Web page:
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1935: Safety becomes a priority at the Indy 500

Posted at 5:55 PM, Mar 12, 2016

The year was 1935.

Residents of Indianapolis paid around 10 cents a gallon for gas, and 24 cents to see a movie, but race fans knew come May their money would be well spent at the Indianapolis Motor Speedway. 

$3.50 bought a reserve ticket for the 23rd International 500-Mile Sweepstakes Race. Amelia Earhart had the glory of being honorary referee. It was the first time a women had held this position. 

Safety was a big concern in 1935. Participants had to wear crash helmets for the first time, and green and yellow caution lights were installed around the track.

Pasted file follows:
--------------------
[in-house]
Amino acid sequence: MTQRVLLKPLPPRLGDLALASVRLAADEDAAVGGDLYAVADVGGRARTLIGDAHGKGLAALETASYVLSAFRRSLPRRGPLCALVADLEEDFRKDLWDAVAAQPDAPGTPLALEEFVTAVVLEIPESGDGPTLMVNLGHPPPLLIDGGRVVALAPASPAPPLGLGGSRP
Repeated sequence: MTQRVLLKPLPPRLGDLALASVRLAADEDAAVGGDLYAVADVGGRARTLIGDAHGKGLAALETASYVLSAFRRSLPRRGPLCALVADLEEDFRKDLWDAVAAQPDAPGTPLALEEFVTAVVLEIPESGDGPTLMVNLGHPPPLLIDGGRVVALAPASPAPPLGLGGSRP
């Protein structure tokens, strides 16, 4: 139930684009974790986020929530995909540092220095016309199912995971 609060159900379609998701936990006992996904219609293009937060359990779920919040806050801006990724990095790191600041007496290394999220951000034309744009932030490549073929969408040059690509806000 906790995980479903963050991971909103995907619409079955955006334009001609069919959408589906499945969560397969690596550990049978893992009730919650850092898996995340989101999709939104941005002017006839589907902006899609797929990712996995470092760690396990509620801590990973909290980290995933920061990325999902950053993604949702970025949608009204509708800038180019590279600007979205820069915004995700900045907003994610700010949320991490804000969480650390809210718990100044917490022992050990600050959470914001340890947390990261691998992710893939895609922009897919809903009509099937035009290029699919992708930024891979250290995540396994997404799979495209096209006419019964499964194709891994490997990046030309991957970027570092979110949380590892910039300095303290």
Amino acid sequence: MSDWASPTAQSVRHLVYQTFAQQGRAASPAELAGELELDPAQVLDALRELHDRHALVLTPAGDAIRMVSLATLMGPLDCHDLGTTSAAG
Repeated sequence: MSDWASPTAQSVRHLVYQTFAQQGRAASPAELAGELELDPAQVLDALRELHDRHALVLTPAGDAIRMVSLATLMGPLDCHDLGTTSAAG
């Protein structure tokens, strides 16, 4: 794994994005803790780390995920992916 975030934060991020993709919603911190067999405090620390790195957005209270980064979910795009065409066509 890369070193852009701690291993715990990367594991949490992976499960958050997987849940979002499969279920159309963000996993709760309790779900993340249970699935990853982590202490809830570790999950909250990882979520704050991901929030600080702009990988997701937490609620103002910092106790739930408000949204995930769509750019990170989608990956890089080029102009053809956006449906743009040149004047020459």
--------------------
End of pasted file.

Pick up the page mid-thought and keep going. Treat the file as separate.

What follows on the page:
But even with these safety measures, it was one of the deadliest years at the Speedway. Two drivers and a riding mechanic lost their lives during qualifications and practice. And on race day, rookie Carl Weatherly died plowing right through the turn four wall. 

Rex Mays was the driver to beat, leading much of the first half of the race, but mechanical issues  eventually forced him out, opening the door for Kelly Petillo, who started 22nd. Petillo and his riding mechanic took the checkered flag, setting a new average speed record of 106.240 miles per hour, despite being slowed by rain at the end of the race.




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